With a little less than a month to go until the start of the inaugural YallaPunk, the three-day festival in Philly dedicated to showing off the creative side of Arab, Persian and MENA folks, founder Rana Fayez wants to update you on a few things.
First, tickets are now on sale, with limited early bird tickets going for $35 and prices going all the way up to $200 for the “ultimate YallaPunk experience.”
Second, if you were looking to help out or get involved in any way, there are a few ways to do that: Reach out to Fayez via email@example.com to become a volunteer helper for the various shows and discussions (right now she’s specifically looking for a backline), apply to become a MENA vendor for $25 or just help out with funding the whole effort.
That last one is particularly important for Fayez because while she’s been busy finding sponsorships and applying for grants (she just sent out an application for the Leeway Foundation’s Art and Change Grant), there is a risk of not being able to host a few panels and discussions if they don’t accrue sufficient funds. But don’t worry — at this point, Fayez said the festival is set for Sept. 1.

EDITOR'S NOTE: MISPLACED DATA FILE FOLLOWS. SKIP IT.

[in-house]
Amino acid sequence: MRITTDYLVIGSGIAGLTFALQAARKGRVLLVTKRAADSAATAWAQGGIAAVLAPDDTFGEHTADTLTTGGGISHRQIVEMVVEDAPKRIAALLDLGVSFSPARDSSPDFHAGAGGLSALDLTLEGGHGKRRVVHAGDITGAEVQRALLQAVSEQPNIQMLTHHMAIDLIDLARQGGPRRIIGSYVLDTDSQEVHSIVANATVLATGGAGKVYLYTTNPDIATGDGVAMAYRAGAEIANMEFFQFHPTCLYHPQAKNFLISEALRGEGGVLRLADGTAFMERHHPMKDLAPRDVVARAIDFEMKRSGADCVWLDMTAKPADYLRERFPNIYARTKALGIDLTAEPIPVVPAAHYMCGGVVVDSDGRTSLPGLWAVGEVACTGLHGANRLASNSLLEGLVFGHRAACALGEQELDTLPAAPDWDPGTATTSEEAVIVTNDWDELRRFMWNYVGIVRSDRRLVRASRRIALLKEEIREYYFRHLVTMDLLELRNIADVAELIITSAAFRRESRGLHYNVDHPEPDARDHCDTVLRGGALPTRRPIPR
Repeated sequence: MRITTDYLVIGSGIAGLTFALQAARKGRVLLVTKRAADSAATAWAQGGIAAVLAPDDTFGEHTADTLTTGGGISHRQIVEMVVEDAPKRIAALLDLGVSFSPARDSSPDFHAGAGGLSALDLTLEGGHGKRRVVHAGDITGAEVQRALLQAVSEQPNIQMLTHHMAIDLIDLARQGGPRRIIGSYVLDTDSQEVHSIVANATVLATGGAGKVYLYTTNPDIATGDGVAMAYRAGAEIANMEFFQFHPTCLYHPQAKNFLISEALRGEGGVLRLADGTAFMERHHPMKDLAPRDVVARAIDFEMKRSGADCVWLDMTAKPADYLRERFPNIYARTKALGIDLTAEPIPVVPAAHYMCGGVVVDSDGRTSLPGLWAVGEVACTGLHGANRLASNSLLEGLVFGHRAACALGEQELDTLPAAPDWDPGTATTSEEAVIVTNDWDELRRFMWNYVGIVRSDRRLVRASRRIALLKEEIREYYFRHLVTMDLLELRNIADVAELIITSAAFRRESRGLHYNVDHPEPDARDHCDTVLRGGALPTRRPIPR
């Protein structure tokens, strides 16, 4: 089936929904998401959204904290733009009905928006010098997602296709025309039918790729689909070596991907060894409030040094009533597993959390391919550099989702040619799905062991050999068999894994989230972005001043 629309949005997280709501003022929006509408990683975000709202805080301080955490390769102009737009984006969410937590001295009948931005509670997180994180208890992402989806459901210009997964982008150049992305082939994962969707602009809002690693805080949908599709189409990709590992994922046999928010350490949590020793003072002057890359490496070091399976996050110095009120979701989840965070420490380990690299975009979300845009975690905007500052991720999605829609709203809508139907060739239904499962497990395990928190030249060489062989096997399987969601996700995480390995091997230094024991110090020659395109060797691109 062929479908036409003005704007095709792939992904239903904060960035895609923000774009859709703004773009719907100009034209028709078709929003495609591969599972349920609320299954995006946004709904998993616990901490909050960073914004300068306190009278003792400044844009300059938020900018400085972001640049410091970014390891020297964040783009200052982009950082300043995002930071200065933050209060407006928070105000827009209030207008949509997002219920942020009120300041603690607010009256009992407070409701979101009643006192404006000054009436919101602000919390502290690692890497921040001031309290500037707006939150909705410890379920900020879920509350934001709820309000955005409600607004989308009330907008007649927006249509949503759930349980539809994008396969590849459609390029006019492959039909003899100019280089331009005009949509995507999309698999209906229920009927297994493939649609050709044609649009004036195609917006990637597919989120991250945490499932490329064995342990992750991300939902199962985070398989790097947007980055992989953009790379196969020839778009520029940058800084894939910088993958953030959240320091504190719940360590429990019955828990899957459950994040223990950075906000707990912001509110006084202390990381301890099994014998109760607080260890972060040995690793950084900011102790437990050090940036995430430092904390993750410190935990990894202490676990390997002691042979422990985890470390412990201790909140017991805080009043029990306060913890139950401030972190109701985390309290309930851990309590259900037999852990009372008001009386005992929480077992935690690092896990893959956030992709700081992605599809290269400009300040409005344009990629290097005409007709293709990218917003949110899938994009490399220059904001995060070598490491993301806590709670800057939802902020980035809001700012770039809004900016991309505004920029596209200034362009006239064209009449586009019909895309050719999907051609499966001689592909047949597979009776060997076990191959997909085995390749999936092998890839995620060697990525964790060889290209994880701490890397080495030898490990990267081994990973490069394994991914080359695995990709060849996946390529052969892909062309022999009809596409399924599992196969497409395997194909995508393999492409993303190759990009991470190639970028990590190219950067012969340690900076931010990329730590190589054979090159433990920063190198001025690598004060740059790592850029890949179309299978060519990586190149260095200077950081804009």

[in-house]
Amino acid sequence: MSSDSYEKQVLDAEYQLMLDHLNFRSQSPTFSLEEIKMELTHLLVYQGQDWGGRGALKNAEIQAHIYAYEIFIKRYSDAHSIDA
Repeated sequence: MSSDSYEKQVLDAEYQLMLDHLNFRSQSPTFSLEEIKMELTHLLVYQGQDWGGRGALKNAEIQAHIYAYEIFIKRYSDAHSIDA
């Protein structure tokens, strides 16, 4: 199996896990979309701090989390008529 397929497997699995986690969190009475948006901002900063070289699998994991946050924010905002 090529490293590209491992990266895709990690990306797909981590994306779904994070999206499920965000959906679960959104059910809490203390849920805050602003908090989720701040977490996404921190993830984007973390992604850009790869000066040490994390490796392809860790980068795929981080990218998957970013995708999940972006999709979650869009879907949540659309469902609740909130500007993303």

And with YallaPunk recently being accepted into CultureWorks Greater Philadelphia (thanks to a suggestion from Leeway’s program director Sara Zia Ebrahimi), where Fayez said she’s “never felt more at home in a coworking space” with its focus on collaboration and providing resources, Fayez hopes to gain CultureTrust’s fiscal sponsorship.
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— YallaPunk (@YallaPunk) July 31, 2017
“We’re not just going to be an event — we’re trying to become our own entity and organization focused on social impact,” she said.
Lastly, Fayez wants to make sure people know that one, people of non-MENA descent are invited to attend and enjoy the festival (only performers were required to have a MENA background), and two, this event isn’t trying to be “Arab-centric, just because I’m Arab,” she said.
She points to Portland-based co-organizer Layla Farahbakhsh as someone who embodies the different cultural and experiential background that YallaPunk is aimed at.
Farahbakhsh, who’s been key in helping with budgeting and logistics since becoming “internet friends” with Fayez in April, wanted to be a part of something that would create spaces for someone like her who grew up with “multiple identities,” having a mother from Cuba and a father from Iran, as well as being a queer woman.
“YallaPunk, for me, is a way of creating and celebrating, bringing a lot of joy and celebration into who we are,” Farahbakhsh said.